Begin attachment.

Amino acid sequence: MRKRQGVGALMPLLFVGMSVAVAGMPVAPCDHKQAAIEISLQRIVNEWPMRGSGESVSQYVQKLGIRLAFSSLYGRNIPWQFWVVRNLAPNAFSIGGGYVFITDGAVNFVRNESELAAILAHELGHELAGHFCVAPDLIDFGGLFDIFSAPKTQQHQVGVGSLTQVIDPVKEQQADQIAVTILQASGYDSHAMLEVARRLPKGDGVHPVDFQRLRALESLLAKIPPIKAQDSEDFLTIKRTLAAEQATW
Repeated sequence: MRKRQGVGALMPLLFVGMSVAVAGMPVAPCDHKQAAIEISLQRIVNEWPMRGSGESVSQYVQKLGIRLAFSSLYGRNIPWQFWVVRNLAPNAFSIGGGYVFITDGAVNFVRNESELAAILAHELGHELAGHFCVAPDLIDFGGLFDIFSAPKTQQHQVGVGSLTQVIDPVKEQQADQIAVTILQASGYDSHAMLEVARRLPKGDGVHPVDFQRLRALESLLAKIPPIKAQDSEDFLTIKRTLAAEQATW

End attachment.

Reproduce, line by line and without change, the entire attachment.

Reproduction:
Amino acid sequence: MRKRQGVGALMPLLFVGMSVAVAGMPVAPCDHKQAAIEISLQRIVNEWPMRGSGESVSQYVQKLGIRLAFSSLYGRNIPWQFWVVRNLAPNAFSIGGGYVFITDGAVNFVRNESELAAILAHELGHELAGHFCVAPDLIDFGGLFDIFSAPKTQQHQVGVGSLTQVIDPVKEQQADQIAVTILQASGYDSHAMLEVARRLPKGDGVHPVDFQRLRALESLLAKIPPIKAQDSEDFLTIKRTLAAEQATW
Repeated sequence: MRKRQGVGALMPLLFVGMSVAVAGMPVAPCDHKQAAIEISLQRIVNEWPMRGSGESVSQYVQKLGIRLAFSSLYGRNIPWQFWVVRNLAPNAFSIGGGYVFITDGAVNFVRNESELAAILAHELGHELAGHFCVAPDLIDFGGLFDIFSAPKTQQHQVGVGSLTQVIDPVKEQQADQIAVTILQASGYDSHAMLEVARRLPKGDGVHPVDFQRLRALESLLAKIPPIKAQDSEDFLTIKRTLAAEQATW